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[Watch] Hawker Marinates Chicken With Bare, Ungloved Hands, Leaves Netizens Feeling Disgusted
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[Watch] Hawker Marinates Chicken With Bare, Ungloved Hands, Leaves Netizens Feeling Disgusted

Netizens wondered if the hawker had properly washed his hands prior to preparing the food.

Fernando Fong

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In today’s social media age, it has become easier for many traders to promote their businesses including food.

However, handling food with bare hands could be too much for people to see.

Recently, a hawker at a pasar malam (night market) in Penang caught public attention for marinating chicken with his hands.

The process was recorded and uploaded on Instagram as a short video to promote the business, but it seemed to have backfired.

While the chicken looks tempting, the hygiene of the food preparation leaves much to be desired.

Based on the video footage, the chicken was mixed with a spice recipe before being hot-fried and served at the stall.

 Illness Borne From Food

Netizens rebuked the hawker, saying that if he handled raw meat and then touched fresh fruit or vegetables, the chance of spreading bacteria could lead to food poisoning.

Some said it is a given that eating out in a public place — whether at a hawker stall or a restaurant – is a leap of faith.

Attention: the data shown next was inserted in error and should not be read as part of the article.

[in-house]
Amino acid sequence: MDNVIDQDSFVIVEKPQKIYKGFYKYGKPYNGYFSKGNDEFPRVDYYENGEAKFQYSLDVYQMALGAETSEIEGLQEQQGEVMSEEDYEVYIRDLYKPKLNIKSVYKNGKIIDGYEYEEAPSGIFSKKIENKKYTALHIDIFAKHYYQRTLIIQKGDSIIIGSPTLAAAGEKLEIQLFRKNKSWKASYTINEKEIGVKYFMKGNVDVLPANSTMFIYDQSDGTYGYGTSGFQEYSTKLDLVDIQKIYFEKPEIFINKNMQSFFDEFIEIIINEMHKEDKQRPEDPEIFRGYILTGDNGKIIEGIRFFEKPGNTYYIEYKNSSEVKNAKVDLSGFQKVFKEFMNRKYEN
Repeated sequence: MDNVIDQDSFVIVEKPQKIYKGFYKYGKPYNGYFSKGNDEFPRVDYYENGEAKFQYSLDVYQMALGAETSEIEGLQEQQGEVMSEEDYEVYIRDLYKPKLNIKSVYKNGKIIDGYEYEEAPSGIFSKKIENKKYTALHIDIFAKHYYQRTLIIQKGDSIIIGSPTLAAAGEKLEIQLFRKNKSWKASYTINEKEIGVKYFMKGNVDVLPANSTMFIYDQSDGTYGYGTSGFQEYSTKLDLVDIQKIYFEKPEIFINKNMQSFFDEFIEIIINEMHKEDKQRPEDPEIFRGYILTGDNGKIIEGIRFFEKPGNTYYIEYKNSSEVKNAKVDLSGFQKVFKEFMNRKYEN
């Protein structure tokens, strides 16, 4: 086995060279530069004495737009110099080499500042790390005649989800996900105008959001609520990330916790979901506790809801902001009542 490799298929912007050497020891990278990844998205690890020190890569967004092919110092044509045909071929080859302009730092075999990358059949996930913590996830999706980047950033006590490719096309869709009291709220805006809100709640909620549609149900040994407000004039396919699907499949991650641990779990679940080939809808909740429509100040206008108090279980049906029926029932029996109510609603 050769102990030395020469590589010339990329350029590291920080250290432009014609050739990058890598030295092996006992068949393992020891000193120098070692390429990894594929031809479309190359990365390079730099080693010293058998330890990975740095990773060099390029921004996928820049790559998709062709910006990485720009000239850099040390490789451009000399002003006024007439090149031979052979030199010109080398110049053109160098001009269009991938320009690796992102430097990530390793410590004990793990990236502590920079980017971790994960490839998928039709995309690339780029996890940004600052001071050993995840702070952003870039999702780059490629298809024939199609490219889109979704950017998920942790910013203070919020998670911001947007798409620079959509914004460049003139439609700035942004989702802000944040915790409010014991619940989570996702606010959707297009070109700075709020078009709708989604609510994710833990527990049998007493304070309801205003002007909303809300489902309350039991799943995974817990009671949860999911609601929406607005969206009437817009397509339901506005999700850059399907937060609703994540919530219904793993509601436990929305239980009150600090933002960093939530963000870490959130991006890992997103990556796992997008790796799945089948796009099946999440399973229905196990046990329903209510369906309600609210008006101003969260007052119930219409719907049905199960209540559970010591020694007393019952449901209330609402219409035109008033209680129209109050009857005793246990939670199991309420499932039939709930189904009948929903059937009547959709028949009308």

Most people automatically assume that their food was prepared properly and is suitable for consumption.

Some said they might never eat street food again after seeing what goes on.

What Diseases Can We Get From Street Foods?

Food-borne bacterial pathogens commonly detected in street foods are Bacillus cereus, Clostridium perfringens, Staphylococcus aureus and Salmonella spp. 

People who patronize street food have been reported to suffer from food-borne diseases like diarrhoea, cholera, typhoid fever and food poisoning.

But generally speaking, Malaysia is a safe place to eat out and enjoy street food.

Malaysians seldom get food poisoning from local street food as they are challenged by certain germs early on but are not immune. 

Most cases of diarrhoea are from ice cubes and water-washed fruits and salads.

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